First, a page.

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Brand It Like West Bengal
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Look at it one way, and one can surmise that Khan's current fortunes mirror those of West Bengal. He was once the King Khan of the Hindi film industry — ahead of the other prominent Khans — Aamir and Salman. However, a string of average movies such as Ra.One and Don 2 in 2011 and My Name Is Khan a year earlier has tilted the star power in favour of Aamir and Salman who have delivered one hit after another. But there are some like Partha Sinha, managing partner of Mumbai-based ad agency BBH India, who do not subscribe to that view. "Shah Rukh is too big a star. A couple of lukewarm films cannot dent his brand image or celebrity status," he argues.
|PRIDE OF GUJARAT: Amitabh Bachchan (below) is the brand ambassador for Gujarat Tourism; West Bengal lost the Tata Nano project to Gujarat|
One cannot say the same about West Bengal, though. According to the India City Competitiveness Report 2011 published exclusively by Businessworld (‘India's Most Competitive Cities 2011', BW, 19 December 2011), Kolkata dropped two places in its overall competitiveness scores over 2010 to settle at the seventh position. The cities that have overtaken Kolkata in the past year are Pune and Gurgaon. The only other city from West Bengal that figures among the 50 most competitive cities in India is Asansol, which is ranked at 41. One can well argue that Asansol improved its position by eight spots over the previous year, but compare that to, say, Gujarat, the state to which West Bengal lost the most high-profile local investment in recent times, the Tata's Nano car project. Gujarat has four cities in the top 20 — Ahmedabad that has slipped two spots to number 9, followed by Surat, Vadodara and Rajkot who have either held on to their spots or improved their positions dramatically. The other common point of interest for West Bengal and the actor is that Khan owns an IPL cricket team, Kolkata Knight Riders, with its base in Kolkata.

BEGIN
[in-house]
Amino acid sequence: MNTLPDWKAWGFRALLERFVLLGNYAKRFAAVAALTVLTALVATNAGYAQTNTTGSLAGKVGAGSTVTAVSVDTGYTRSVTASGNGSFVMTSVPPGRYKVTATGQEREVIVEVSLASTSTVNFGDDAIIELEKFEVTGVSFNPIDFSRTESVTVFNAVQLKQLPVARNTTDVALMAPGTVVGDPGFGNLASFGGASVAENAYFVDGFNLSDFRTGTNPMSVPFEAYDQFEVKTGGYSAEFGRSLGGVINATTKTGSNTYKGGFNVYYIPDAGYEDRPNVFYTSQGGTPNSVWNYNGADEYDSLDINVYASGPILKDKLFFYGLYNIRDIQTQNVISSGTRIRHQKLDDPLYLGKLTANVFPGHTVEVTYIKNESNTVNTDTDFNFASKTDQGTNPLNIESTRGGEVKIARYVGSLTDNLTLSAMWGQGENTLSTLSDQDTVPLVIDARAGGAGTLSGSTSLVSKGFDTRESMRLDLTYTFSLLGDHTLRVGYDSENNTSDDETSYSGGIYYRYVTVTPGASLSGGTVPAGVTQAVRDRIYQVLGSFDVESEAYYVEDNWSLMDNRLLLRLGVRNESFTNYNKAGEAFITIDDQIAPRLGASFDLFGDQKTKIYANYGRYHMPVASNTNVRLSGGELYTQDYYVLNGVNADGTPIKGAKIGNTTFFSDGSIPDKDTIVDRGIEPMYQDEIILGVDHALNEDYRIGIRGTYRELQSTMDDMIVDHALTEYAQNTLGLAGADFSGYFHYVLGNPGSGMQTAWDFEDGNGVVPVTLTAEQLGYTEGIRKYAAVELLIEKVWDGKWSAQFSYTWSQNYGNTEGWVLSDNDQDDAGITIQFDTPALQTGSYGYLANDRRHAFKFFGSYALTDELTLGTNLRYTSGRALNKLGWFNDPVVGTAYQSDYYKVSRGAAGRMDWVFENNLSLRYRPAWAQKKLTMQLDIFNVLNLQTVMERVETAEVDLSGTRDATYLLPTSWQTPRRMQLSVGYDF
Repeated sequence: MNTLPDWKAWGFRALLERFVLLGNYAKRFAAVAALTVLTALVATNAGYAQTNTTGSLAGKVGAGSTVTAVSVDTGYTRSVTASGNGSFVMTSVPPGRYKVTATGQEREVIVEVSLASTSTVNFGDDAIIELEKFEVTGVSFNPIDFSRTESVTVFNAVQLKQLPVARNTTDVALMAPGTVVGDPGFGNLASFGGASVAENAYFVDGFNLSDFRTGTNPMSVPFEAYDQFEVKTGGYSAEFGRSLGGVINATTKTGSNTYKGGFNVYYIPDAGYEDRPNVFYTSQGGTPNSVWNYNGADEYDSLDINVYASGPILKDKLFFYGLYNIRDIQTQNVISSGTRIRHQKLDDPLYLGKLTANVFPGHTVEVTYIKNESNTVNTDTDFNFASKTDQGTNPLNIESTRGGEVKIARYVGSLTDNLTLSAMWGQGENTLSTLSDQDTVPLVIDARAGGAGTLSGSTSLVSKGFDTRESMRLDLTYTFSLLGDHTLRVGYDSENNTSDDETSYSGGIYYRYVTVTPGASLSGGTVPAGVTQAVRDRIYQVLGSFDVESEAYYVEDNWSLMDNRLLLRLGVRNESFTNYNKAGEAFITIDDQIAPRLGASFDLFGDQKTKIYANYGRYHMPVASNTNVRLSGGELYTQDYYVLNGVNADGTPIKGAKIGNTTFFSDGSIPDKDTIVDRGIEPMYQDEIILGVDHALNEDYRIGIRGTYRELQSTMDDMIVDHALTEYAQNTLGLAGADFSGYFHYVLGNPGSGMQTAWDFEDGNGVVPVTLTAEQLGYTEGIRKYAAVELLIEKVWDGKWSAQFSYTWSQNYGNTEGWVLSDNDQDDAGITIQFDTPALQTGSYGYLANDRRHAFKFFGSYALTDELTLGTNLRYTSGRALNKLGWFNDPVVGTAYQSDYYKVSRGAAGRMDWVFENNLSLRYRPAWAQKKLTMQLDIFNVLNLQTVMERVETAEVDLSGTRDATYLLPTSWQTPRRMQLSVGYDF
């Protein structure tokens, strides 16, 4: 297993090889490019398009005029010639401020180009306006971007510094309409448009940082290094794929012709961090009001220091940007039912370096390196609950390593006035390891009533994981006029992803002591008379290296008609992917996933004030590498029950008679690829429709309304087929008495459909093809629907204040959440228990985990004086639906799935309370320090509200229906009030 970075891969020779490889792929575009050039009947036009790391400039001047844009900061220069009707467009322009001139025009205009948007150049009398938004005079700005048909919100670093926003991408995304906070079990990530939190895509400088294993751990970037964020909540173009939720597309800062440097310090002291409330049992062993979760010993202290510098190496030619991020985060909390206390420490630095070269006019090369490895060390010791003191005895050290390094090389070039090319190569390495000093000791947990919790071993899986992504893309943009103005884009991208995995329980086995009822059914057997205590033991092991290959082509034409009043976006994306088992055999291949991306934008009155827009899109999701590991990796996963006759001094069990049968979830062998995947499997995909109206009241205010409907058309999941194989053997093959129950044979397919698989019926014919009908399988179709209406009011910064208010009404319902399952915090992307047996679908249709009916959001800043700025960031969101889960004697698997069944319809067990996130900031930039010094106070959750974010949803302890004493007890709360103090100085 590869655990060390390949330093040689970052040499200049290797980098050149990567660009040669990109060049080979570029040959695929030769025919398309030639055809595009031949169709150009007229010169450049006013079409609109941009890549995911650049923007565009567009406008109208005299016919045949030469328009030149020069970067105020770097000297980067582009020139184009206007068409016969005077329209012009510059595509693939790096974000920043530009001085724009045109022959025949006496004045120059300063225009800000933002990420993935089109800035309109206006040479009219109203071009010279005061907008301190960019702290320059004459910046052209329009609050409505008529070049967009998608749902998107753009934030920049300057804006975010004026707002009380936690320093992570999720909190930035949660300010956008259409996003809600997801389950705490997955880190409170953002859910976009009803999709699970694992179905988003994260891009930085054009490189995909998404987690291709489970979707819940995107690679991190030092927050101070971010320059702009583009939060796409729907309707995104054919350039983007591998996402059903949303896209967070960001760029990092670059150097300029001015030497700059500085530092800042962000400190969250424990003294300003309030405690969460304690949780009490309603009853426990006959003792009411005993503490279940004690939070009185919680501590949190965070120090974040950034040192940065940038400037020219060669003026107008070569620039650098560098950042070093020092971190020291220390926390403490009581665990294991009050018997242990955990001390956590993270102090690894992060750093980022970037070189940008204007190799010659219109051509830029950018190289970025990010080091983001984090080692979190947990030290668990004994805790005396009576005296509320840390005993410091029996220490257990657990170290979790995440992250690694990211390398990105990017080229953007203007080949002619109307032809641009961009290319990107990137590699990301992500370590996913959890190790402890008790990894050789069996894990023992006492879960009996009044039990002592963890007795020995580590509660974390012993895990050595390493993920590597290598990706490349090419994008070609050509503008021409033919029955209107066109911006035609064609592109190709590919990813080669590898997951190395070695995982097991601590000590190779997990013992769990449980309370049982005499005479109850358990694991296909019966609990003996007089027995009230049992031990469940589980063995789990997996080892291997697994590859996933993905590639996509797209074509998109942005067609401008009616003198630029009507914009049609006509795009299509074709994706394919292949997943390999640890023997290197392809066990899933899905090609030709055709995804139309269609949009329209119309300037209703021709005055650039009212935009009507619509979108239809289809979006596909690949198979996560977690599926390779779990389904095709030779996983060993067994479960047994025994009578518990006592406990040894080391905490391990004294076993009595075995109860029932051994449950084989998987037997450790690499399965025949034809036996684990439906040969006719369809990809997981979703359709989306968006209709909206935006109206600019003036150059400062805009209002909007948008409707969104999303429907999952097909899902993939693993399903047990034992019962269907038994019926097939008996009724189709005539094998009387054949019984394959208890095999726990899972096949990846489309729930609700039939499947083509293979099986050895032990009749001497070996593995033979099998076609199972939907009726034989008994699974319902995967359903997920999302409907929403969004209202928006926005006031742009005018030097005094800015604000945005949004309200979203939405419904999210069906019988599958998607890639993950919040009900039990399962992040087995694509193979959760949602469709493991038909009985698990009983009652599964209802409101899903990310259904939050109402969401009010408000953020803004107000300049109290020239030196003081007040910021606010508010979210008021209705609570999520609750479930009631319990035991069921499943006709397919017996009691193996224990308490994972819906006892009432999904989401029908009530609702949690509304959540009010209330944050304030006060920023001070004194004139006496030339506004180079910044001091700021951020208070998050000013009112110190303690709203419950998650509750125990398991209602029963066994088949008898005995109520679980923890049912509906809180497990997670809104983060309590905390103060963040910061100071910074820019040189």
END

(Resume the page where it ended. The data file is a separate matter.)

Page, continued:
Marketers who look for a strategic fit between the brand and its ambassador do not have much to smile about. Irrespective of how his films have fared in recent times, Khan has always been known in Bollywood as someone who works hard, really hard. In comparison, West Bengal, a state estimated to have 27,000 registered trade unions (yes, you read that right), has been losing around Rs 8,000 crore a year due to shutdowns and bandhs. In 2009-10, the state accounted for 76 per cent of all lockouts and strikes that took place in India (see ‘Labour Pain'). "Maybe the idea is to motivate the state to work harder. It all depends on how West Bengal will use Shah Rukh," says Sinha of BBH India.
Manish Bhatt, founder-director, Scarecrow Communications, an ad agency, points out another point of disconnect. West Bengal, with its artists, writers and poets, is often seen as an intellectual state. One can associate Khan's personality with words like "charming", but he has never been perceived as a thinking man's actor.
To be sure, this is not the first time an Indian state has appointed a celebrity as its brand ambassador. Sometime back, Maharashtra toyed with the idea of appointing ace cricketer Sachin Tendulkar as its ambassador, while Tamil Nadu has been talking in not-too-hushed tones about appointing legendary actor Rajinikanth as its mascot. But it is Hindi film actor Amitabh Bachchan who is most sought after as a brand ambassador by Indian states.
Before Bachchan became the ambassador for Gujarat Tourism, he had been appointed the ambassador for Uttar Pradesh in 2003, when the Mulayam Singh government ruled the state. "Tourism endorsement is used as a surrogate for advertising the state," says Bhatt, who was involved in creating an unofficial anthem of Gujarati pride.
(This story was published in Businessworld Issue Dated 23-04-2012)